addByline("Taylor Snow", "Celtics.com", "taylorcsnow"); addPhoto("https://publish.nba.com/celtics/sites/celtics/files/tatumuntitled-19.jpg", "Jayson Tatum reacts to a Grant Williams 3-pointer on March 1 vs. the Hawks.", "Maddie Meyer/Getty Images", "tatum");
BOSTON – A ferocious roar rumbled across TD Garden’s parquet floor early in the fourth quarter Tuesday night after Al Horford knocked down a 3-pointer to give the Boston Celtics a seven-point lead over the Atlanta Hawks.
It wasn’t Horford who let out the scream of approval, however; it was Jayson Tatum – the emerging vocal leader of the hottest team in the Eastern Conference.
Boston’s superstar wing, who had just helped his team overcome a 17-point deficit, was up to 28 points and counting. Facing constant double teams from Atlanta’s defense, he took it upon himself to create scoring opportunities for his teammates and to keep them motivated through encouraging enthusiasm.
On this particular play, Tatum was being double-teamed off-ball, on the right elbow, which left Horford open at the top of the arc. As soon as Horford received the dish from Payton Pritchard, Tatum sealed off Gorgui Dieng from contesting the shot, which provided Horford with a wide-open opportunity.
After watching the shot fall through the net, Tatum turned toward Horford and issued a Hulk-like flex-and-roar, which only motivated Horford even more.
Tatum hasn’t always been viewed as an overly vocal leader, but Horford insists that the soon-to-be 24-year-old has turned into one of the greatest motivators on the team.
"Jayson's been, for me personally, he's been huge all year,” Horford said in regard to Tatum’s leadership. “Just in my year, just giving me confidence to be aggressive on offense, to keep shooting the ball through ups and downs. He's been that voice that's always encouraging me. And I think that, for him in a moment like that, I was excited, but you could tell how excited he was and how much that fuels our team.”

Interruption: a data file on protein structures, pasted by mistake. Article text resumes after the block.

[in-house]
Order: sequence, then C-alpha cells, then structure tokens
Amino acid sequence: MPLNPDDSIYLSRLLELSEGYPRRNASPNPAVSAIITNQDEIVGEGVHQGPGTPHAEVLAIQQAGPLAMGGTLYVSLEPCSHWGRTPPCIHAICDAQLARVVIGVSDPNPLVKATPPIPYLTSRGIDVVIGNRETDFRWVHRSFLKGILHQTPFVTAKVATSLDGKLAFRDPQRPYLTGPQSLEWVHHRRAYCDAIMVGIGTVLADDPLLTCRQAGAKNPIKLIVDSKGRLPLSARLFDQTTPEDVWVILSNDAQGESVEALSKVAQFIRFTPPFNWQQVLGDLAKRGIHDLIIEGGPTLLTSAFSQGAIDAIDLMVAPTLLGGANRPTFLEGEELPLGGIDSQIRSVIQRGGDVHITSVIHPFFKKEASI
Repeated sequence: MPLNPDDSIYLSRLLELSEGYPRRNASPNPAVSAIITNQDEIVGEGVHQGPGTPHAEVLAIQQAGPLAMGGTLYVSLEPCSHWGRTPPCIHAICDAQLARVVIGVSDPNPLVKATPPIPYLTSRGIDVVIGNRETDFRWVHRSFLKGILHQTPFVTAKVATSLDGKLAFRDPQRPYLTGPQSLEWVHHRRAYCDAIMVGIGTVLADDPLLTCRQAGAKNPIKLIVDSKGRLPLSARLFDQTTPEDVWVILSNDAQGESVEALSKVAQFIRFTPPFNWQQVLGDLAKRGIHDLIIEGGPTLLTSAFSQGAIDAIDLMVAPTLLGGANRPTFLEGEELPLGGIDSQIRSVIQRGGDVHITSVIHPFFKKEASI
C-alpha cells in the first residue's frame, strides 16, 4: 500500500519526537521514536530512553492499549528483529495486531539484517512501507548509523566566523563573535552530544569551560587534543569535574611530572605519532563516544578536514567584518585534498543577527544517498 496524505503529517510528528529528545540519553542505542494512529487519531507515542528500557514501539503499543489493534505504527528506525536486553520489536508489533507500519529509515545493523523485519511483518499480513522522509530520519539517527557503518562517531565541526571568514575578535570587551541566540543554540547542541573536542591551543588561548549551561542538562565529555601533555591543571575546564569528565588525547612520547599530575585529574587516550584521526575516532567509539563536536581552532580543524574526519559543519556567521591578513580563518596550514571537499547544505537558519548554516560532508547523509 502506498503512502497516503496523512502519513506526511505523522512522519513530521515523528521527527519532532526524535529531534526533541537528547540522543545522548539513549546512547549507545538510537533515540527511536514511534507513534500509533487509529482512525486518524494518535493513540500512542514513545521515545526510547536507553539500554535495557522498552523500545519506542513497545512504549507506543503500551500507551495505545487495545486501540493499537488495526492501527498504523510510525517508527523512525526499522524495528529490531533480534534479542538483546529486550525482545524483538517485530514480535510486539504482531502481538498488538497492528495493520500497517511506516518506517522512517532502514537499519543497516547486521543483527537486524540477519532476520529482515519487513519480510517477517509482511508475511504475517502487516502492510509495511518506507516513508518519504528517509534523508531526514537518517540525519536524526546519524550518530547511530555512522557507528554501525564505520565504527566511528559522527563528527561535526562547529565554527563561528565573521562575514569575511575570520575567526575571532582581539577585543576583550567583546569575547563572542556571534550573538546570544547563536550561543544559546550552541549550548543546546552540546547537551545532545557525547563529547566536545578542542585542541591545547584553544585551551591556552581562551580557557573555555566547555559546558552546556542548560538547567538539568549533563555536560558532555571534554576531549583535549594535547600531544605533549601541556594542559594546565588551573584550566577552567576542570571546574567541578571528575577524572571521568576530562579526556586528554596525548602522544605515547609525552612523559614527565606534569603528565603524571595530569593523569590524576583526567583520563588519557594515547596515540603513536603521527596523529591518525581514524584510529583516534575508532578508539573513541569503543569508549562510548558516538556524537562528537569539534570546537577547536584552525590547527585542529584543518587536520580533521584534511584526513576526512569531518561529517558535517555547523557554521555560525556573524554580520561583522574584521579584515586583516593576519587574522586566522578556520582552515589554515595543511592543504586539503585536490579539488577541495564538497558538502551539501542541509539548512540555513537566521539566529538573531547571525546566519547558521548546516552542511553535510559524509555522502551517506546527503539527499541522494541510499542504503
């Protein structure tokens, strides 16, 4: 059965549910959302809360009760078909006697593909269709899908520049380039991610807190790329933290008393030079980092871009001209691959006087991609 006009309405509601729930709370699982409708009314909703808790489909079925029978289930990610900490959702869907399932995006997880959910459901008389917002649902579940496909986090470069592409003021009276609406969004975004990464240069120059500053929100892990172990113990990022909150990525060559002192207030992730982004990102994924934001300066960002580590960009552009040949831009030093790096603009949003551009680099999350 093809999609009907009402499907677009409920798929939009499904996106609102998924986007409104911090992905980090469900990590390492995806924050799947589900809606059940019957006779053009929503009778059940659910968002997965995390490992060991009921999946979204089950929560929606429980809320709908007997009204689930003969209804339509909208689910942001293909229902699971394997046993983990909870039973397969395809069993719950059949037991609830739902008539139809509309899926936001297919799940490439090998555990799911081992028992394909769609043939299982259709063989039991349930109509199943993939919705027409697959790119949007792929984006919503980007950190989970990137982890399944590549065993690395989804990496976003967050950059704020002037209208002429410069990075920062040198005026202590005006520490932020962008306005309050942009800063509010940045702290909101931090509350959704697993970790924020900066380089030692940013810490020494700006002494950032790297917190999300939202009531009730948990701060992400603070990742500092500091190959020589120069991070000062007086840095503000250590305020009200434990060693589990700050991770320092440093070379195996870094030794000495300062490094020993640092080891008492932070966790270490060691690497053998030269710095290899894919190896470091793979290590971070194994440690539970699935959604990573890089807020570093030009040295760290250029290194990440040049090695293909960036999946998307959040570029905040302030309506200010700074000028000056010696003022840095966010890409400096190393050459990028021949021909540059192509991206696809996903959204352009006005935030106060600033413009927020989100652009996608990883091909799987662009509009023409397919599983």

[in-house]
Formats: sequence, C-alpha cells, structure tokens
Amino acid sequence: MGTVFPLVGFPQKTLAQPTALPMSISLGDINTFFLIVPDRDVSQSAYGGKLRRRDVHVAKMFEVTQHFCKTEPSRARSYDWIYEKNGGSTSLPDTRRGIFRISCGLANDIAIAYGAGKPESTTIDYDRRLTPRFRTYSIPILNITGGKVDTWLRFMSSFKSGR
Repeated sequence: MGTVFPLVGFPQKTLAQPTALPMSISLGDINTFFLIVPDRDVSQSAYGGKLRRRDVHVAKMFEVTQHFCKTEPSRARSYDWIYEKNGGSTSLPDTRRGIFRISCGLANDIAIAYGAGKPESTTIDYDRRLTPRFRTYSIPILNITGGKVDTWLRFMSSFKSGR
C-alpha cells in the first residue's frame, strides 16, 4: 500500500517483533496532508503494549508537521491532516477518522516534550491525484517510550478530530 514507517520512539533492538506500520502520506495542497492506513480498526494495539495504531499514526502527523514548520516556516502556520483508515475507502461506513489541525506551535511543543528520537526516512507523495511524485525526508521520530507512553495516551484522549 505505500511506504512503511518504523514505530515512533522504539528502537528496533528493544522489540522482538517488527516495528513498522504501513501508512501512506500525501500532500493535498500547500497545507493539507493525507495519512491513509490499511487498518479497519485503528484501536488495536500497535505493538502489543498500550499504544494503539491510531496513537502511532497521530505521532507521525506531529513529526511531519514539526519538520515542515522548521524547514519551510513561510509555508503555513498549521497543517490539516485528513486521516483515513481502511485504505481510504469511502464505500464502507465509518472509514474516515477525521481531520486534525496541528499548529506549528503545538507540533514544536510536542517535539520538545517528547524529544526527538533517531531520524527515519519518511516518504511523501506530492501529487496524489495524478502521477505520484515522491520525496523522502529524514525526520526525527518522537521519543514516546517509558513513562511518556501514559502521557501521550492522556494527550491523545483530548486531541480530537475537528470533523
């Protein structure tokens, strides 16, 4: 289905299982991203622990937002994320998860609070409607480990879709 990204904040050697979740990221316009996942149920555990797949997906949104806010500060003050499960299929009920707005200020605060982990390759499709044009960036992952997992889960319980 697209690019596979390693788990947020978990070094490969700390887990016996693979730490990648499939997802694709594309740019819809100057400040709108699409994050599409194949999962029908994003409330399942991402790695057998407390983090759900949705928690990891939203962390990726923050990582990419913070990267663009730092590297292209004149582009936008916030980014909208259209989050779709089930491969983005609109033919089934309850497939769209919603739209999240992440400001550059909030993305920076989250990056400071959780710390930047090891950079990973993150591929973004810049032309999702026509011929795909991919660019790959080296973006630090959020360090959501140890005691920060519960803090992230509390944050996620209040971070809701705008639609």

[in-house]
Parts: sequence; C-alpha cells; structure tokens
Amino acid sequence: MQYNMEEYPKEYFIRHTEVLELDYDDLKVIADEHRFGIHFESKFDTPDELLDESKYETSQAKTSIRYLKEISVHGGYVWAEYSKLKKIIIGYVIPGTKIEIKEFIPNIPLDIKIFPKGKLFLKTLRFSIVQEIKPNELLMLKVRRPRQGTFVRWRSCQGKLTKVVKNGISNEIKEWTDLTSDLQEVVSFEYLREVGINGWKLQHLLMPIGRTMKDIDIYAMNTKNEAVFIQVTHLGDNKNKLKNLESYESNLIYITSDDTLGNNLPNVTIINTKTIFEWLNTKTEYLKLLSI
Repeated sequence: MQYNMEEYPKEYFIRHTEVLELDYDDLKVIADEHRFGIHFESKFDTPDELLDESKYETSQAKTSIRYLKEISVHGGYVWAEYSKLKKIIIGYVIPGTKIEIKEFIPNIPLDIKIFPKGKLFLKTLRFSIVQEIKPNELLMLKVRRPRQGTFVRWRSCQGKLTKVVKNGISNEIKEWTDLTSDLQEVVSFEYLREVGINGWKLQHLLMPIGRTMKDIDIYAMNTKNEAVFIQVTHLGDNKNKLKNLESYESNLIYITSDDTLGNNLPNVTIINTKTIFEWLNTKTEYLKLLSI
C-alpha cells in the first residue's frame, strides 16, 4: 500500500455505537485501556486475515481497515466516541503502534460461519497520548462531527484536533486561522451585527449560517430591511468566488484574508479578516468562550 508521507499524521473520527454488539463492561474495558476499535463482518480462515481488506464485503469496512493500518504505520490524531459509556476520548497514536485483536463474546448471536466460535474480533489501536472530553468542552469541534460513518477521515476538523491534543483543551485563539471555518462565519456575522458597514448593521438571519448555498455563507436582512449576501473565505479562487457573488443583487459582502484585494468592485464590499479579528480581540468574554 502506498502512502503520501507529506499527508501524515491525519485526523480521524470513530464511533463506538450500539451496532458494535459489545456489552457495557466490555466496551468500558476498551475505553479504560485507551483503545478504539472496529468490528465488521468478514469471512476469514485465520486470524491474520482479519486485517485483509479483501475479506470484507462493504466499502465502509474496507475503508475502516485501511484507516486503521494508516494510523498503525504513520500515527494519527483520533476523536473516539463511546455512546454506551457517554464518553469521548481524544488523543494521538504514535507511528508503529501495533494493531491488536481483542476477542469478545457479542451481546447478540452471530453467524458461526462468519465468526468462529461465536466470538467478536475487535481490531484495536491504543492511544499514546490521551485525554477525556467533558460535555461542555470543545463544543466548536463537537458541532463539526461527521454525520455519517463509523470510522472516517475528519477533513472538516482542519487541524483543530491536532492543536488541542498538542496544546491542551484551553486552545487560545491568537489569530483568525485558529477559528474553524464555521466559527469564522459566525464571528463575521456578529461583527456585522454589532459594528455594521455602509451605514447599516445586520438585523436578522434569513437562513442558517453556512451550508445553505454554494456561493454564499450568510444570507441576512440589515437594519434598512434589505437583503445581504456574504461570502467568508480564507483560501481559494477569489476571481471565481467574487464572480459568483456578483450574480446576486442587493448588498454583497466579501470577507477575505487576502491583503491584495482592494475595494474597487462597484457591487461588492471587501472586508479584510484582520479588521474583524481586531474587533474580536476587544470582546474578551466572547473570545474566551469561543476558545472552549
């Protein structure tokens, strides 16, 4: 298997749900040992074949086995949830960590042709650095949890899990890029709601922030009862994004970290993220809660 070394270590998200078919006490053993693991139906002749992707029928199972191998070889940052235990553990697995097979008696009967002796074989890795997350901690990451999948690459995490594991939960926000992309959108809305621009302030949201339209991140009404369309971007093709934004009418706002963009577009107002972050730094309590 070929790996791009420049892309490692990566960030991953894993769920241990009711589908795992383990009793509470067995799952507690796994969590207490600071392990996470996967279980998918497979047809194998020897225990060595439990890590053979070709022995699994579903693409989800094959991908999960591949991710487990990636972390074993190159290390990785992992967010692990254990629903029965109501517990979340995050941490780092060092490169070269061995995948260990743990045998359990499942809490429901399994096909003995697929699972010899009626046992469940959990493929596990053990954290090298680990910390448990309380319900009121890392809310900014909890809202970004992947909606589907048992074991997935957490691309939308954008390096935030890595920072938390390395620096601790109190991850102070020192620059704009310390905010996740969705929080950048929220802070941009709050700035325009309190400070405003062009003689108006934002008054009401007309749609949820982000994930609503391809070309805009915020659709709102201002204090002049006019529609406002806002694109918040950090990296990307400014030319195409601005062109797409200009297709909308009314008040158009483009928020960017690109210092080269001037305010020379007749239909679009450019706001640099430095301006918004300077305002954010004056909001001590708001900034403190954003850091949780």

During their first stint as teammates, a younger Tatum was more focused on developing and learning from veterans like Horford. But one of the biggest differences that Horford has seen in returning to the Celtics this season, is that Tatum has now transitioned into that role of being a vocal, motivational leader.
“He has taken a step forward in that regard,” said Horford. “He is being more vocal. He's letting us know what he's thinking, how he's feeling. For me, it gives me a lot of confidence, and it's encouraging to know that he has my back. He's obviously really trying to win, he's trying to do things the right way … Seeing him that excited, that engaged, it's a good sign for our group."
Horford understands Tatum’s development better than any other player on the roster, seeing as he has gone through a similar type of transformation.
Early in his career, Horford was a more quiet, reserved player. But as he developed into an All-Star-caliber player, he took it upon himself to become more involved in actively leading his teammates.
“I came in, and I was a certain way,” Horford recalled. “Then I had to start – I understood the impact that some things that I would say, I would have on the group. I think Jayson sees that. He understands that when he speaks, when he says something, it goes a long way – No. 1 because obviously we depend a lot on him. But also, we can see he's trying to win, he’s' trying to play the right way. He's playing good basketball. Anytime he says something, we're all listening, we're all paying attention.”
It's hard not to pay attention when the loudest voice in the arena happens to belong to your superstar player. And it’s comforting to know that whenever the C’s need a boost of motivation, they know exactly who they can turn to for encouragement.